India’s central bank, Reserve Bank of India, which controls the issue and supply of the Indian rupee is going to cut interest rates in December for the sixth time this year, and again before July, according to economists in a Reuters poll who forecast those reductions would either marginally boost the economy or have no impact. The RBI has cut rates by 135 basis points this year to 5.15% but inflation has remained low by historical standards.
The Indian economy expanded 5.0% in the April-June quarter on a year earlier, its slowest annual pace since 2013, and was expected to grow 4.7% last quarter, according to the latest Reuters poll, taken Nov. 20-25. That was significantly lower than the 5.6% rate predicted in the last poll and would mark six consecutive quarters of slowing growth, a first since 2012. It also comes despite a recent series of fiscal stimulus from Prime Minister Narendra Modi’s government, which was re-elected in a landslide in May.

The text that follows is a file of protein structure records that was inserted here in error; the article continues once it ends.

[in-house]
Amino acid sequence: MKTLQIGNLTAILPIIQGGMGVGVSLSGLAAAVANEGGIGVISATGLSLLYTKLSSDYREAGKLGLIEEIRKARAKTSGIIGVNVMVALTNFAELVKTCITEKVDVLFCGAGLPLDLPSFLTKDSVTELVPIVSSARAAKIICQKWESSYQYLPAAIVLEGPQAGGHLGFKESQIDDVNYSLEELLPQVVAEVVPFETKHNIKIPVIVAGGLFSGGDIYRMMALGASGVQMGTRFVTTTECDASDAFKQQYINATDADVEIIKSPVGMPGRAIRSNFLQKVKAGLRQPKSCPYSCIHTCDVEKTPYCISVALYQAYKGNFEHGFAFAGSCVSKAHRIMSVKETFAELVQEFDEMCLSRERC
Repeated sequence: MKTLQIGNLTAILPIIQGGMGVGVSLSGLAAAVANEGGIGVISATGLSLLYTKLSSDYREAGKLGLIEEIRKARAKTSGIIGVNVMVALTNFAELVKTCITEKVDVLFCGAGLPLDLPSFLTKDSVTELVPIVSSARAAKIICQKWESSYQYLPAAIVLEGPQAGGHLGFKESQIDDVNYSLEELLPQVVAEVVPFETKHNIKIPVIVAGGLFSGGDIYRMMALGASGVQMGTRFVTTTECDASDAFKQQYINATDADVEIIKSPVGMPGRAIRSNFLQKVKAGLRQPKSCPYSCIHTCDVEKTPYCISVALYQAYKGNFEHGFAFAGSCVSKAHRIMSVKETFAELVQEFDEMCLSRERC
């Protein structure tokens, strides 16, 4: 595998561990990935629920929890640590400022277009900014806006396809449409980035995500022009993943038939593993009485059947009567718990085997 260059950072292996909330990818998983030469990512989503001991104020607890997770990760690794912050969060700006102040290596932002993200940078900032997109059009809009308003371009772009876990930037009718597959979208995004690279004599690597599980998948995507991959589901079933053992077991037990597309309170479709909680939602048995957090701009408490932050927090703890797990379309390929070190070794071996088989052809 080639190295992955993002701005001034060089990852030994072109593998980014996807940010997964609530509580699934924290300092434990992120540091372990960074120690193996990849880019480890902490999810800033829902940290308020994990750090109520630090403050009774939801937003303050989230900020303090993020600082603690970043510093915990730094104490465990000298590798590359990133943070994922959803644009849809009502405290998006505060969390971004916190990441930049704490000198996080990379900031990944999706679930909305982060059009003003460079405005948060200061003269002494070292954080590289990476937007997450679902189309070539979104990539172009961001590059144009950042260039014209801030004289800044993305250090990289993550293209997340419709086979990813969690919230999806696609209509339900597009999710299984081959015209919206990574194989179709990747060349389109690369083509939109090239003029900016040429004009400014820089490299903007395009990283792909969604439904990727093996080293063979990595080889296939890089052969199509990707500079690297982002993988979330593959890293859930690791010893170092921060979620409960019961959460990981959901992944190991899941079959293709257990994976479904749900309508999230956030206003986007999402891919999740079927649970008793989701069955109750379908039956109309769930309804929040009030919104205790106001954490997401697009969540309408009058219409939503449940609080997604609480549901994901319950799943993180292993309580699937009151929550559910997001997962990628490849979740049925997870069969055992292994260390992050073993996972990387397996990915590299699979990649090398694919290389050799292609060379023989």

“Further rate cuts are likely to have a limited impact on the economy as the cost of borrowing is not the pressing issue. The lack of risk appetite and fragile sentiment are holding back fresh investment in the economy,” said Sakshi Gupta, senior India economist at HDFC Bank.
“While further interest rate cuts would support growth at the margin, we need to see a turnaround in sentiment to restart the investment cycle.” Recent business surveys have suggested the economy would not improve in the near-term.
The latest Reuters poll predicted the RBI would cut its repo rate for the sixth time in a row by 25 basis points to 4.90% at its Dec. 3-5 meeting, according to median forecasts from more than 70 economists. That would mark the longest streak of consecutive rate cuts since the current interest rate framework was introduced nearly 20 years ago.
“We don’t expect any miracles from lower borrowing rates,” said Hugo Erken, head of international economics at Rabobank. “To push India’s growth trajectory back on track, the government should step up its efforts by forging a reform package which tackles labor market rigidity, housing market woes, et cetera.”
The RBI is then expected to chop another 15 basis points in the second quarter of 2020, taking the repo rate to 4.75%, where it will stay at least until 2021, according to the poll. Those expectations of further rate cuts come despite inflation breaching the RBI’s medium-term target of 4% for the first time in 15 months in October.
Still, a significant majority of respondents to the poll, 35 of 56, said the ongoing economic slowdown would last for at least another six months.